It’s a considerable comfort that, now that I have a smart phone (and am thus no longer reliant on public or borrowed computers for email access), the vast, vast majority of my email use is centered on a handful of devices, all of which I own. The last time I checked my email on a device other than my own was probably three years ago. Weird, now that I think of it.

The other sacrifice is related to UX. I happen to like Gmail’s interface. In particular, I’ve grown quite used to Gmail’s thoughtful keyboard shortcuts, which make it possible to do nearly navigation without touching the mouse. Coming up with a reasonable facsimile of these shortcuts in Thunderbird would be the biggest part of my configuration process.

Keyboard Shortcuts

Thunderbird has pretty good keyboard shortcuts out of the box. I didn’t feel like learning a whole new system, though, so I wanted a way to map Gmail-style shortcuts onto Thunderbird. There used to be a Thunderbird extension to do just that, called GmailUI. But the GmailUI website suggests that the extension is only compatible with Thunderbird versions 0.8-2.0 (Thunderbird’s currently in 3.1), which would explain why the extension doesn’t show up in a search on tho Mozilla repo (the “Expression Search” plugin does come up, which is a fork of a part of GmailUI that I’ll talk about in a minute – but it doesn’t do keyboard shortcuts).

So I looked for a more general method for customizing Thunderbird’s keyboard shortcuts, and found it with Keyconfig. It’s pretty straightforward to remap keystrokes using Keyconfig (Tools > Keyconfig), though it can be a bit of a pain because many of the standard Gmail shortcuts (like j and k for up/down navigation) are already in use by Thunderbird, so that changing one shortcut often means making two. You might find it helpful to borrow my configuration, which I’ve pasted below. Add these lines to your user.js config file (create if it doesn’t exist):

	user_pref("keyconfig.main.key_killThread", "][I][");
	user_pref("keyconfig.main.key_markJunk", "meta shift][J][");
	user_pref("keyconfig.main.key_markReadByDate", "meta shift][D][");
	user_pref("keyconfig.main.key_markThreadAsRead", "meta shift][R][");
	user_pref("keyconfig.main.key_newMessage", "meta shift][M][");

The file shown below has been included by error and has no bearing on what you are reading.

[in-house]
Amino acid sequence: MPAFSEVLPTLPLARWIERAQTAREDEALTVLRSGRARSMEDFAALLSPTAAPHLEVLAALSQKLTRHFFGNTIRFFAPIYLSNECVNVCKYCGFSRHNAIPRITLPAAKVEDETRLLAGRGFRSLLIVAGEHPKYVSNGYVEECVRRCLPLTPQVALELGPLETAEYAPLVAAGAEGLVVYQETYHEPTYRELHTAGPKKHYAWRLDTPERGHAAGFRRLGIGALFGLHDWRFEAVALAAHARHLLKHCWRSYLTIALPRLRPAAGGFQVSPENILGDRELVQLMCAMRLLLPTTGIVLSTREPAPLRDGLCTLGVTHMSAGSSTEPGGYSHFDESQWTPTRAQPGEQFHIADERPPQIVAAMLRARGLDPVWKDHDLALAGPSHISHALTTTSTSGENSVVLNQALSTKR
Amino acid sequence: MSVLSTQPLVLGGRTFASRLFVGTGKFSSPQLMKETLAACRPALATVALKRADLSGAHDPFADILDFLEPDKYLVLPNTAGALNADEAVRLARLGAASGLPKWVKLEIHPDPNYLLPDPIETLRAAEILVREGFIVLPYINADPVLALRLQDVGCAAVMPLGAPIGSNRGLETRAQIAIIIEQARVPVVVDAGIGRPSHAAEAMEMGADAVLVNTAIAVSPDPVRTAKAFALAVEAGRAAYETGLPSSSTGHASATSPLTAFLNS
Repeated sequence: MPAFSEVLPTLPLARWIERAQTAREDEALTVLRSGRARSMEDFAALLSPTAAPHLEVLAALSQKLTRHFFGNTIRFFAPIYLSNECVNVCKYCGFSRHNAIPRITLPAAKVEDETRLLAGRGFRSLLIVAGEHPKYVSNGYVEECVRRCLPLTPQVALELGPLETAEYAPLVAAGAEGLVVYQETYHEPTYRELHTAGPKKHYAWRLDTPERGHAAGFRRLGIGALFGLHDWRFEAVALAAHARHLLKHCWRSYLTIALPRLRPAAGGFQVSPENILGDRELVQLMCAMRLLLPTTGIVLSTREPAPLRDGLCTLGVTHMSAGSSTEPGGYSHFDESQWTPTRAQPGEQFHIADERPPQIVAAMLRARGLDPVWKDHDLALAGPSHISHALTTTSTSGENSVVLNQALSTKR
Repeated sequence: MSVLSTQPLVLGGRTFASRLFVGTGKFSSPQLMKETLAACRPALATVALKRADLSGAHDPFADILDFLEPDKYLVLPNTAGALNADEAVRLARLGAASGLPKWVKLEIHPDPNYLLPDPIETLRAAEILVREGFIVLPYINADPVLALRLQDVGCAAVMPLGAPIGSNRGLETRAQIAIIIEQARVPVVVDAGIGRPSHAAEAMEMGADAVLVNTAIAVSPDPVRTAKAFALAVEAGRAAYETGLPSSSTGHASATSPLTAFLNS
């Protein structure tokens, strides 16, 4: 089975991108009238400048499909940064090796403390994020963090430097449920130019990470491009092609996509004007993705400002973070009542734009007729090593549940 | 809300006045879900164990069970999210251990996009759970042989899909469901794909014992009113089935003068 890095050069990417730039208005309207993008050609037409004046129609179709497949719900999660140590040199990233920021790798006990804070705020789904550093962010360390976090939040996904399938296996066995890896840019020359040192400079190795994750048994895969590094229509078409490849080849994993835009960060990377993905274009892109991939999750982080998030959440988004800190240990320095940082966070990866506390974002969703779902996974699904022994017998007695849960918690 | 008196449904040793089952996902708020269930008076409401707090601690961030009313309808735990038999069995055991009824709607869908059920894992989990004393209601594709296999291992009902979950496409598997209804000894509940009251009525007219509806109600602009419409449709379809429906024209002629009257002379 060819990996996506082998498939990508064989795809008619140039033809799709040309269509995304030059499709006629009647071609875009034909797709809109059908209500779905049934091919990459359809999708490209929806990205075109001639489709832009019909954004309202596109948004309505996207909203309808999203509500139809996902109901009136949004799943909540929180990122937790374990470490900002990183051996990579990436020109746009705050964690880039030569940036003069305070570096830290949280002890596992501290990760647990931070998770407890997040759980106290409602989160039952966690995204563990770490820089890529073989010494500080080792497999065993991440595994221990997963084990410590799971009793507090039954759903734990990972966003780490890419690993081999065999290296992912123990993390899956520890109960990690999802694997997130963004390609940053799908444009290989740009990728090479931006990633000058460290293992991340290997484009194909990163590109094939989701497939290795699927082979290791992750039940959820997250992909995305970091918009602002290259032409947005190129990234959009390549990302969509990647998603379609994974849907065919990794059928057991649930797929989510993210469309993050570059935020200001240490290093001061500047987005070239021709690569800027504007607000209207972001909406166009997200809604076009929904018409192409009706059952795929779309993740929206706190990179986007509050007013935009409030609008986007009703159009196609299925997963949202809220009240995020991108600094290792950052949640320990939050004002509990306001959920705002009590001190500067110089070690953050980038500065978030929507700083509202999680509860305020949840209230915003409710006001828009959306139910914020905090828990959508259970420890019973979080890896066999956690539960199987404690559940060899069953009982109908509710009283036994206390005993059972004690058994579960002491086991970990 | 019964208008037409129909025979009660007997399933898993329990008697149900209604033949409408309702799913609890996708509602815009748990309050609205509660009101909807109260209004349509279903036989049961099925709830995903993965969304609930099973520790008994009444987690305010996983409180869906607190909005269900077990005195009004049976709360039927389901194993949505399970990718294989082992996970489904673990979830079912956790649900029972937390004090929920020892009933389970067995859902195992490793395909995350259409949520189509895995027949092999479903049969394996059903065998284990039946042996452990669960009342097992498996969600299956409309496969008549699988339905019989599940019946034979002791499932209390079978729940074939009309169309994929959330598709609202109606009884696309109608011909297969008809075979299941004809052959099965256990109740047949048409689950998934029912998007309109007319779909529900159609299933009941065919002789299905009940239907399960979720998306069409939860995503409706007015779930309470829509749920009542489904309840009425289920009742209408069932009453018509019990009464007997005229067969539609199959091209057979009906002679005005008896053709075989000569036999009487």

user_pref("keyconfig.main.key_newMessage2", "meta shift][N][");
	user_pref("keyconfig.main.key_nextMsg", "][J][");
	user_pref("keyconfig.main.key_previousMsg", "][K][");
	user_pref("keyconfig.main.key_reply", "][R][");
	user_pref("keyconfig.main.key_replyall", "shift][R][");
	user_pref("keyconfig.main.key_toggleMessagePane", "][V][");
	user_pref("keyconfig.main.xxx_key74_SwitchPaneFocus(event);", "][D][");
	

Briefly, this does the following. First, it maps some familiar keystroke combos from Gmail to Thunderbird: j and k to up and down, and r and R to Reply and Reply To All. Second, because two-stroke codes from Gmail (like gi for Go To > Inbox) don’t seem to be supported natively by Thunderbird, I’ve mapped D to SwitchPaneFocus, which lets me get back and forth between the folders pane, the message list pane, and the single message pane, for easier navigation. As I get more comfortable with it, I might write my own extension that ports over some of the other most convenient Gmail shortcuts, but for now this covers a good 80% of what I might regularly use.

The other big shortcut missing from Thunderbird is y, which is the Archive command in Gmail. For that purpose, I installed Nostalgy, which allows you to move messages with keyboard shortcuts. I don’t think I’ve set this up in 100% the right way, but here’s how I’ve approximated Gmail’s y using Nostalgy. First, at Tools > Nostalgy > Keys, I’ve set ‘Save message’ to ‘shift Y’ and ‘Save as suggested’ to ‘Y’. ‘Save as suggested’ seems to work on a session basis; it suggests the folders that you’ve used since the last time you started Thunderbird. Thus, every time I start Thunderbird, the first time I want to archive a message, I use the more verbose shift-Y. A dialog at the bottom of the window suggests places where I might put the message; I select Gmail’s All Mail folder. Then, the next time I want to archive a message, I can use y by itself to go to the suggested (i.e. the last-used) location. Since I just throw all of my email into All Mail – no complex tagging or organization – this is all I need.

Bonus! Offline Access and New Email Throttling

Moving to a non-web-based email client is not all bad. For one thing, moving to a local application means that my email – archives and all – are available offline. I know that Google Gears and some of the new HTML5 goodies mitigate the issue somewhat with respect to Gmail, but offline access for a webapp is always going to be something of a hack.

On a related note, one thing that I have always hated about using Gmail is how it weaves together the process of checking for new email and accessing old email. I like to check for new mail at specified intervals only (once every few hours); anything more than that is extremely distracting. In Gmail, this meant closing the browser tab. Yet, fairly frequently, I find that I need to access an older email from my archive in order to do a specific task. In Gmail, this meant checking my new email as well. Now that I’ve moved to Thunderbird, I can access my archive without checking for new mail – the way it ought to be!

Setting it up this way was not straightforward. There are a few things you’ve got to do: